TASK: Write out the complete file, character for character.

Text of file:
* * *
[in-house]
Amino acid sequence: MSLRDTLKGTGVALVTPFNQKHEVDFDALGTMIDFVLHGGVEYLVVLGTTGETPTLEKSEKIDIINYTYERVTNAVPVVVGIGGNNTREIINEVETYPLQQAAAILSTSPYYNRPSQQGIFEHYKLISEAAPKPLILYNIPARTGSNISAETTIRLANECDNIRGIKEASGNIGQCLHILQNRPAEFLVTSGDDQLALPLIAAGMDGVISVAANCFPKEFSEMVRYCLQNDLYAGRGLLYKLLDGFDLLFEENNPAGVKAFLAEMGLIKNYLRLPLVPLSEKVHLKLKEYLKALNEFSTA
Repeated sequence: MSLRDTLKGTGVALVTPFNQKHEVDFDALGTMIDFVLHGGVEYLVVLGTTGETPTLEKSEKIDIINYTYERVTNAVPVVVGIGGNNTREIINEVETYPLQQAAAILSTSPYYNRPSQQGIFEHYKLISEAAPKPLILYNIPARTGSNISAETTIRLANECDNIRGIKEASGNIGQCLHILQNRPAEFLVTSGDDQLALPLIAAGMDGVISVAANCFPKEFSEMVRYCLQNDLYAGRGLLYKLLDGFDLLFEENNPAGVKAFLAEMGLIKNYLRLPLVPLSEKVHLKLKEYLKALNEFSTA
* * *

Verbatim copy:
[in-house]
Amino acid sequence: MSLRDTLKGTGVALVTPFNQKHEVDFDALGTMIDFVLHGGVEYLVVLGTTGETPTLEKSEKIDIINYTYERVTNAVPVVVGIGGNNTREIINEVETYPLQQAAAILSTSPYYNRPSQQGIFEHYKLISEAAPKPLILYNIPARTGSNISAETTIRLANECDNIRGIKEASGNIGQCLHILQNRPAEFLVTSGDDQLALPLIAAGMDGVISVAANCFPKEFSEMVRYCLQNDLYAGRGLLYKLLDGFDLLFEENNPAGVKAFLAEMGLIKNYLRLPLVPLSEKVHLKLKEYLKALNEFSTA
Repeated sequence: MSLRDTLKGTGVALVTPFNQKHEVDFDALGTMIDFVLHGGVEYLVVLGTTGETPTLEKSEKIDIINYTYERVTNAVPVVVGIGGNNTREIINEVETYPLQQAAAILSTSPYYNRPSQQGIFEHYKLISEAAPKPLILYNIPARTGSNISAETTIRLANECDNIRGIKEASGNIGQCLHILQNRPAEFLVTSGDDQLALPLIAAGMDGVISVAANCFPKEFSEMVRYCLQNDLYAGRGLLYKLLDGFDLLFEENNPAGVKAFLAEMGLIKNYLRLPLVPLSEKVHLKLKEYLKALNEFSTA